Threats and Promises
The Pursuit of International Influence
Conventional wisdom dictates that the conditions of international politics require states to pursue "tough" strategies based on threats, ruling out "soft" strategies such as reassurances or appeasement. In Threats and Promises, James W. Davis, Jr., works toward a theory of influence in international politics that recognizes the power of promises and assurances as tools of statecraft.
Davis offers an analytic treatment of promises and assurances, drawing on relevant strands of international relations theory and deterrence theory, as well as cognitive and social psychology. Building on prospect theory (from cognitive psychology), he develops a testable theory of influence that suggests promises are most effective when potential aggressors are motivated by a desire to avoid loss. Davis then considers a series of case studies drawn principally from German diplomatic relations in the later nineteenth and early twentieth century. From the case studies—which focus on such issues as European stability, colonial competition, and the outbreak of the First World War—Davis shows how a blending of threats and promises according to reasoned principles can lead to a new system of more creative statecraft.
While many critical analyses exist on the use of threats, there are relatively few on the use of promises. Davis argues that promises have been central to outcomes that were previously attributed to the successful use of deterrent threats, as well as the resolution of many crises where threats failed to deter aggression. Threats and Promises challenges the conventional wisdom and is an original contribution to the field of international politics.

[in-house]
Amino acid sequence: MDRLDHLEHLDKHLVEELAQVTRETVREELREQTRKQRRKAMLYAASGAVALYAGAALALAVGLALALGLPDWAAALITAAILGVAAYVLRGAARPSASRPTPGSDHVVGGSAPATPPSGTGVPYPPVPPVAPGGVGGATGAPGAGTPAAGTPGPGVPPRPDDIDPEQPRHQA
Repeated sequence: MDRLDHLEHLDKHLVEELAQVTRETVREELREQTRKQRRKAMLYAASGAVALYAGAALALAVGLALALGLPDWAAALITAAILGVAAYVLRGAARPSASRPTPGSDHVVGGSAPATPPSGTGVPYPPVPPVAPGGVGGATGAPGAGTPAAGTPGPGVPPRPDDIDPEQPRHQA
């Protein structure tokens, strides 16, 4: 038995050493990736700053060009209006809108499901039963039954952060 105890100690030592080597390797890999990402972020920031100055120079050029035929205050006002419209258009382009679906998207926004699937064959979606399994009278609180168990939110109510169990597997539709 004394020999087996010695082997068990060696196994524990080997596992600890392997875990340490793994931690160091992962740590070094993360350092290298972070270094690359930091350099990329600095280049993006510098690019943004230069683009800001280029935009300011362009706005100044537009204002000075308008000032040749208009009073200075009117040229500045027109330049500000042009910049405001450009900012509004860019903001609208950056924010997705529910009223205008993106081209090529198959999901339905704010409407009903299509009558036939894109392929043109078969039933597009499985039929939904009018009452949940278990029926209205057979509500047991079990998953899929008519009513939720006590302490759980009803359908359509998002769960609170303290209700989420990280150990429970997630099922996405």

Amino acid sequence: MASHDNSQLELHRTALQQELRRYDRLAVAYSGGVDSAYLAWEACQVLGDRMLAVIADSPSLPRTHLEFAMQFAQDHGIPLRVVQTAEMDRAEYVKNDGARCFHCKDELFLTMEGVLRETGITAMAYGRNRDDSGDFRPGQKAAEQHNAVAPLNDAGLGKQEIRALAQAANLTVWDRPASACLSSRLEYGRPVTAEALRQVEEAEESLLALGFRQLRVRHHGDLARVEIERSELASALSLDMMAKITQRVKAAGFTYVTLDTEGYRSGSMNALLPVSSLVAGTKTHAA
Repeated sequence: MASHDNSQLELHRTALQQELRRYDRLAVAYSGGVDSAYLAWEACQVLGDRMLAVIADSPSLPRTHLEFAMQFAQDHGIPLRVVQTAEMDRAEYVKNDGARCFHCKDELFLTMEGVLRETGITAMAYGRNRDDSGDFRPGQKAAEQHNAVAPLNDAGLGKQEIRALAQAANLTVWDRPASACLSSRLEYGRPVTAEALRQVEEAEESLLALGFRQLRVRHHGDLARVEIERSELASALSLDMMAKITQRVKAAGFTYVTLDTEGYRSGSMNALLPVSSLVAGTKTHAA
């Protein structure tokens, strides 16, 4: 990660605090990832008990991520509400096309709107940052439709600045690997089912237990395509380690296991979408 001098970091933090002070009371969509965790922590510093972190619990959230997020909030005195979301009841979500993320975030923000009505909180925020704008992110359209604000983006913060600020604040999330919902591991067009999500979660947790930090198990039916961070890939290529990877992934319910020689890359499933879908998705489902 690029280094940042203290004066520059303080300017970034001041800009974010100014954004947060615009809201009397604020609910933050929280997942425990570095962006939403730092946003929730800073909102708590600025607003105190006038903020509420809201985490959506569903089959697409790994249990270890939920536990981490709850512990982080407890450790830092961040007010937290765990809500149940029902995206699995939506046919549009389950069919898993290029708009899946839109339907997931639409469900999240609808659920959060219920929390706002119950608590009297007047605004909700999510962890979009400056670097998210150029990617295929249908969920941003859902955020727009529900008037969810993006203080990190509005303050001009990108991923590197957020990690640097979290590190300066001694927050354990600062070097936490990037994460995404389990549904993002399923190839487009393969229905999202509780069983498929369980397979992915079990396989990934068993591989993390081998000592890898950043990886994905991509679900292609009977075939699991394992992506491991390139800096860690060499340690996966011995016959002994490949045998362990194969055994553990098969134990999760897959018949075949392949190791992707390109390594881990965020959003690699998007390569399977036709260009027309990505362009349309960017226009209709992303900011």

About the Author
James W. Davis, Jr., is an associate professor of international politics at the Geschwister-Scholl-Institut of the Ludwig-Maximilians-Universität in Munich, Germany, and an Associate editor of the European Journal of International Relations.
James Davis's important and persuasive new book addresses the previously under-theorized issue of promises and assurances in international relations.
Davis has written a perceptive and thought-provoking book.
Threats and Promises is a tightly argued and well-written dissection of the logic and praxis of promises as part of a broader strategy of influence. Davis develops a coherent set of propositions which is informed by the arguments of prospect theory. This analysis will be a central part of any further examination of strategies of influence.
A solid contribution from a talented young scholar who makes the first serious effort to explore the relevance of prospect theory for evaluating the role of threats and promises in the conduct of foreign policy and for combining them in a much-needed broader influence theory.
An insightful, well-argued, and indeed elegant study of a neglected problem: the role of promises and assurances in international politics. The central idea is that when aggressive behavior is rooted in anxiety and not in greed, it might not make sense to deal with it through a strategy of deterrence—that indeed in such cases more flexible strategies might well be in order. A scholarly and provocative piece of work.
|Johns Hopkins University Press|
Other Titles in POLITICAL SCIENCE / International Relations / General
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